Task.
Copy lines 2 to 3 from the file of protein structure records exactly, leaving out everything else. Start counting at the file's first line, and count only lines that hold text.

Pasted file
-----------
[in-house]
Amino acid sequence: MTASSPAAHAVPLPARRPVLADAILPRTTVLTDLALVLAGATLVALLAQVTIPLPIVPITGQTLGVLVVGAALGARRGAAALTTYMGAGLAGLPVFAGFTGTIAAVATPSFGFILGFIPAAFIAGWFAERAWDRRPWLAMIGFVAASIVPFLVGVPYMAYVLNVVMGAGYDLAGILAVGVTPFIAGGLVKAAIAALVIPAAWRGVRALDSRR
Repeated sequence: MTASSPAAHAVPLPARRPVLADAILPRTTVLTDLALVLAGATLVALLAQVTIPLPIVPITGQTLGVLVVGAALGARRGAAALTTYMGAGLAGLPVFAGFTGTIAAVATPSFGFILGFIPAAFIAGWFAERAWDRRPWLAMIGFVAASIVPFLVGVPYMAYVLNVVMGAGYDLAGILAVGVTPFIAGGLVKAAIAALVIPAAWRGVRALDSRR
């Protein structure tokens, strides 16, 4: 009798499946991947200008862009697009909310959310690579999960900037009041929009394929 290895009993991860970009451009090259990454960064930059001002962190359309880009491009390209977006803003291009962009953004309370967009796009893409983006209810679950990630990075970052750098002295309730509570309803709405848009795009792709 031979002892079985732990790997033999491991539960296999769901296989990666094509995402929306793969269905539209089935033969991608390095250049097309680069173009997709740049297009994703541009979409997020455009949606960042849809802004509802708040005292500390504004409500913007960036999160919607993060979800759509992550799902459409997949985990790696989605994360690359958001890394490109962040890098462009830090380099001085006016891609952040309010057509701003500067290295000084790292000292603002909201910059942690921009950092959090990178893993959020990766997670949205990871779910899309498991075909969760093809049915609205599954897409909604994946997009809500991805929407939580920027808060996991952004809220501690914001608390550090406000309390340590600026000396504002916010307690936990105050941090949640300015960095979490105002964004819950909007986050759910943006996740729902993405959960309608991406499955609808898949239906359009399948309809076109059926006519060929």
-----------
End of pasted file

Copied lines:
Amino acid sequence: MTASSPAAHAVPLPARRPVLADAILPRTTVLTDLALVLAGATLVALLAQVTIPLPIVPITGQTLGVLVVGAALGARRGAAALTTYMGAGLAGLPVFAGFTGTIAAVATPSFGFILGFIPAAFIAGWFAERAWDRRPWLAMIGFVAASIVPFLVGVPYMAYVLNVVMGAGYDLAGILAVGVTPFIAGGLVKAAIAALVIPAAWRGVRALDSRR
Repeated sequence: MTASSPAAHAVPLPARRPVLADAILPRTTVLTDLALVLAGATLVALLAQVTIPLPIVPITGQTLGVLVVGAALGARRGAAALTTYMGAGLAGLPVFAGFTGTIAAVATPSFGFILGFIPAAFIAGWFAERAWDRRPWLAMIGFVAASIVPFLVGVPYMAYVLNVVMGAGYDLAGILAVGVTPFIAGGLVKAAIAALVIPAAWRGVRALDSRR